Edwin Beard Budding Inventor
Edwin Beard Budding (1795–1846), an engineer from Stroud, England, was the English inventor of the lawnmower (1830) and adjustable spanner. Budding got the idea of the lawnmower after seeing a machine in a local cloth mill which used a cutting cylinder (or bladed reel) mounted on a bench to trim the irregular nap from the surface of woollen cloth and give a smooth finish. Budding's mower was designed primarily to cut the lawn on sports grounds and extensive gardens, as a superior alternative to the scythe, and was granted a British patent on August 31, 1830. It took ten more years and further innovations to create a machine that could be worked by animals, and sixty years before a steam-powered lawn mower was built. The first machine produced was 19in in width with a frame made of wrought iron. The mower was pushed from behind with the motive power coming from the rear land roller which drove gears to transfer the drive to the knives on the cutting cylinder; the ratio was 16:1. There was another roller placed in between the cutting cylinder and the land roller which was adjustable to alter the height of cut. On cutting, the grass clippings were hurled forward into a tray like box.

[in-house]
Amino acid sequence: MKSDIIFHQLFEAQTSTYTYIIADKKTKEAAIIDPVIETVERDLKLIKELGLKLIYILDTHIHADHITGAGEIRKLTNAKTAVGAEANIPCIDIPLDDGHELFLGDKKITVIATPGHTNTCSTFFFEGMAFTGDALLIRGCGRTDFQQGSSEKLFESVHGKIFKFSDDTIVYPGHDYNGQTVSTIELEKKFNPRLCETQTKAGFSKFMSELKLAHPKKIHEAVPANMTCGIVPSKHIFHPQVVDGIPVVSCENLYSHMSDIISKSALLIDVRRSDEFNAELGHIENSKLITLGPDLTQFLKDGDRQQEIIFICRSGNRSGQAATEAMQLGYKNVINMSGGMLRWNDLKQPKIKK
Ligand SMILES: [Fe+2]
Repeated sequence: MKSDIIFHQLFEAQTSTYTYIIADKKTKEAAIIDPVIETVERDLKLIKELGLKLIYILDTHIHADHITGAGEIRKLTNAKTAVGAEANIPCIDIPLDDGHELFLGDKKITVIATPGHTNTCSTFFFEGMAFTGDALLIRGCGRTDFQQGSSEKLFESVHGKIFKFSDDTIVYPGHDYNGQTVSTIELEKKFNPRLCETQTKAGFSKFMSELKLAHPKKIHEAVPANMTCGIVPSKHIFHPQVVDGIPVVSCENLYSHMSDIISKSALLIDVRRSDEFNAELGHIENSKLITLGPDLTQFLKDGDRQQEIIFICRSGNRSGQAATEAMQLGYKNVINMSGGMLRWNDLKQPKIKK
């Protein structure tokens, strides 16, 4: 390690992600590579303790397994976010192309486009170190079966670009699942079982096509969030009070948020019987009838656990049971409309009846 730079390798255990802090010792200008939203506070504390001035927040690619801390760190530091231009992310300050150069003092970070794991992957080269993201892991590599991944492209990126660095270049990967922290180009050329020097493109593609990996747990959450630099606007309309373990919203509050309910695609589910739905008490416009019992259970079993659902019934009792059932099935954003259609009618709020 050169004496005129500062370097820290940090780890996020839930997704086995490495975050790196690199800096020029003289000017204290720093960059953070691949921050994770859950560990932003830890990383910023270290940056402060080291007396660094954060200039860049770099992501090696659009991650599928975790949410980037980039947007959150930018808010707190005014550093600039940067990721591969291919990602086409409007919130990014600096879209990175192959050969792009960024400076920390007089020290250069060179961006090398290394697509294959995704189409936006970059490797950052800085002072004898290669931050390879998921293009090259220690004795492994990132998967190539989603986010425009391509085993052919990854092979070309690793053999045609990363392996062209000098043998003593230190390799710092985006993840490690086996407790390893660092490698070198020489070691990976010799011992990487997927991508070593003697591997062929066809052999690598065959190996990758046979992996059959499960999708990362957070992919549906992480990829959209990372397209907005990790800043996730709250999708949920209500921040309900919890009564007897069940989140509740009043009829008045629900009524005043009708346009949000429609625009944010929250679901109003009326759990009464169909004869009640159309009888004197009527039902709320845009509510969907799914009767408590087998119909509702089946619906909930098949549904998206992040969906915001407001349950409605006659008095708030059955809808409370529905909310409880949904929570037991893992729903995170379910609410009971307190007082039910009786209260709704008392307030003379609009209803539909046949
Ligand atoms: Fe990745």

A lawn mower is a machine that uses one or more revolving blades to cut a lawn to an even height. The blades may be powered either by hand; pushing the mower forward to operate the mechanical blade, or may have an electric motor or an internal combustion engine to spin their blades. Some mowers also include other abilities, like mulching or collecting their clippings. Two main styles of blades are used in lawn mowers. Lawn mowers employing a single blade that rotates about a single vertical axis are known as rotary mowers, while those employing a multiple blade assembly that rotates about a single horizontal axis are known as cylinder or reel mowers. There are several types of mowers, each suited to a particular scale and purpose. The smallest types are pushed by a human user and are suitable for small residential lawns and gardens. Riding mowers are larger than push mowers and are suitable for large lawns. The largest multi-gang mowers are mounted to tractors and are designed for large expanses of grass such as golf courses and municipal parks.